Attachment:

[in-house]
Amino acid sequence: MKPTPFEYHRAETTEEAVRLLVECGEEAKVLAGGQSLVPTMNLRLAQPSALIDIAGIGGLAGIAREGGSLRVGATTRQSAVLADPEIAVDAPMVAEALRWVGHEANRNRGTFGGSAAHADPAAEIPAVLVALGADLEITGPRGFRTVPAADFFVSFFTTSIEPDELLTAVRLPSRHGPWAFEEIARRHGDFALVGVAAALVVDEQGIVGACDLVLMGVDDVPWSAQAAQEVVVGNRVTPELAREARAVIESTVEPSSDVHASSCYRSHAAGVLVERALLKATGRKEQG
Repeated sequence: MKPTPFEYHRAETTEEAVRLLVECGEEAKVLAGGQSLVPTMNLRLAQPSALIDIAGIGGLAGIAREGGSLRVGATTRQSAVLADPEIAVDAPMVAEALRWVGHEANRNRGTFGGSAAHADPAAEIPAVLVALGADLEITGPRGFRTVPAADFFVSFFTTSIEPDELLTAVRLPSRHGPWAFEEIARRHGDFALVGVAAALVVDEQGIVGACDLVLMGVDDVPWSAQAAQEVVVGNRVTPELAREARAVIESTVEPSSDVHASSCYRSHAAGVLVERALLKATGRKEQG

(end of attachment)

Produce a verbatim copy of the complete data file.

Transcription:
[in-house]
Amino acid sequence: MKPTPFEYHRAETTEEAVRLLVECGEEAKVLAGGQSLVPTMNLRLAQPSALIDIAGIGGLAGIAREGGSLRVGATTRQSAVLADPEIAVDAPMVAEALRWVGHEANRNRGTFGGSAAHADPAAEIPAVLVALGADLEITGPRGFRTVPAADFFVSFFTTSIEPDELLTAVRLPSRHGPWAFEEIARRHGDFALVGVAAALVVDEQGIVGACDLVLMGVDDVPWSAQAAQEVVVGNRVTPELAREARAVIESTVEPSSDVHASSCYRSHAAGVLVERALLKATGRKEQG
Repeated sequence: MKPTPFEYHRAETTEEAVRLLVECGEEAKVLAGGQSLVPTMNLRLAQPSALIDIAGIGGLAGIAREGGSLRVGATTRQSAVLADPEIAVDAPMVAEALRWVGHEANRNRGTFGGSAAHADPAAEIPAVLVALGADLEITGPRGFRTVPAADFFVSFFTTSIEPDELLTAVRLPSRHGPWAFEEIARRHGDFALVGVAAALVVDEQGIVGACDLVLMGVDDVPWSAQAAQEVVVGNRVTPELAREARAVIESTVEPSSDVHASSCYRSHAAGVLVERALLKATGRKEQG